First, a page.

I saw a worm, with many a fold; 
     It spun itself a silken tomb; 
And there in winter time enrolled, 
     It heeded not the cold or gloom. 
Within a small, snug nook it lay, 
     Nor snow nor sleet could reach it there, 
Nor wind was felt in gusty day, 
     Nor biting cold of frosty air. 
Spring comes with bursting buds and grass, 
     Around him stirs a warmer breeze; 
The chirping insects by him pass,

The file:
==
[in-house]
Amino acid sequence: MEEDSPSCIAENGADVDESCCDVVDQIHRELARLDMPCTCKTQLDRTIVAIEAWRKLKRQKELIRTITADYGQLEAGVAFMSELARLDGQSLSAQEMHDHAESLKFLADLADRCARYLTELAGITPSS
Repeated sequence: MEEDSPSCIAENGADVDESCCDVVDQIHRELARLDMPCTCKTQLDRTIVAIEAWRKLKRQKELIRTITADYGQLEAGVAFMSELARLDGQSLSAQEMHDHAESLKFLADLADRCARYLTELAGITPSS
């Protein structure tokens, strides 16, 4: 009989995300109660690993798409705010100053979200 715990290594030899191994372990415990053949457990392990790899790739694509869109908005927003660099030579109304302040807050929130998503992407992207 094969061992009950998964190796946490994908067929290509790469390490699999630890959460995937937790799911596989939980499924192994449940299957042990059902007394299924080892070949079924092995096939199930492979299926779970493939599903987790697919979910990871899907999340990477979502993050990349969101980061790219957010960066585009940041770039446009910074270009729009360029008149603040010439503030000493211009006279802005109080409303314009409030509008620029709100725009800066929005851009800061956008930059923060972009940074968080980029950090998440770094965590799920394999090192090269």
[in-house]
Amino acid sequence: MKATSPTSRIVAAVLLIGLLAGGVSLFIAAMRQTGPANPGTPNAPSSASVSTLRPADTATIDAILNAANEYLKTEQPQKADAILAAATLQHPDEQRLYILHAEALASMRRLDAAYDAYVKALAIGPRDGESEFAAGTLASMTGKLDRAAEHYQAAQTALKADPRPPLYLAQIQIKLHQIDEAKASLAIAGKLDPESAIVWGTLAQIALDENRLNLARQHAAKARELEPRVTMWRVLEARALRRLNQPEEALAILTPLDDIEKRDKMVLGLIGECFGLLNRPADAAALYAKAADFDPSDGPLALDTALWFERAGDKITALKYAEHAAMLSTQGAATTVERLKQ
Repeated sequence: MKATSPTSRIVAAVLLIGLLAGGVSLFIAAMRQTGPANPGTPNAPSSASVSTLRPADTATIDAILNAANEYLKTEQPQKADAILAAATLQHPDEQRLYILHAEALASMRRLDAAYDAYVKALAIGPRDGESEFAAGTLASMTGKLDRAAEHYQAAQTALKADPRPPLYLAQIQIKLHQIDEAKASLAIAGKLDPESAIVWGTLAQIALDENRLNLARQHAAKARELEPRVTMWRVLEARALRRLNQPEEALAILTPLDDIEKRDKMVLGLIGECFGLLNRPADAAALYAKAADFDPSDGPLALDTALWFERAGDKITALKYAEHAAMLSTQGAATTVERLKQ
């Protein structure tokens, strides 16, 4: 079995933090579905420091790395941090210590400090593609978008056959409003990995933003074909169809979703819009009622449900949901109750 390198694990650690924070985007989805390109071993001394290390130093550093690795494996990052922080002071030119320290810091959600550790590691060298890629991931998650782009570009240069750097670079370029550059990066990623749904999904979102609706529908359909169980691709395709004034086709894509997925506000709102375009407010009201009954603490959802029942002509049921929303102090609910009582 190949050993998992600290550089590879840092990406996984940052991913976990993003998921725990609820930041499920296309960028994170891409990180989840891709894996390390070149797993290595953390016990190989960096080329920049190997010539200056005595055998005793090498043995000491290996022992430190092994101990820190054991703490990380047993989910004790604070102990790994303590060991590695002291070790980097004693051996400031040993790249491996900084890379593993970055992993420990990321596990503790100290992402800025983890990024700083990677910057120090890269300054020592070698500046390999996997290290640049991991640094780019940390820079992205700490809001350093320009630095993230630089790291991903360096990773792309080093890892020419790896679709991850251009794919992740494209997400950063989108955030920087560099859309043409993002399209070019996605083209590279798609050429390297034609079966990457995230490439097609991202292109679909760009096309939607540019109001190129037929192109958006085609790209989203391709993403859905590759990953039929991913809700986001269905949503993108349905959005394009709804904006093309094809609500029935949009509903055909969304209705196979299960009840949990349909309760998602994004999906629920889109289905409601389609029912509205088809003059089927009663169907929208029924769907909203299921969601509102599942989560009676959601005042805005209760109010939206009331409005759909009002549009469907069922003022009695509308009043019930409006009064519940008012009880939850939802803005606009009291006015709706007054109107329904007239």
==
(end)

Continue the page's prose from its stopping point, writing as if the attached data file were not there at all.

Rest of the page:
His hiding place not yet he leaves. 
But summer came; its fervid breath 
     Was felt within the sleeper’s cell; 
And, waking from his sleep of death, 
     I saw him crawl from out his shell. 
Slow and with pain he first moved on, 
     And of the day he seemed to be; 
A day passed by; the worm was gone, 
     It soared on golden pinions free! 
Jones Very [1813-1880]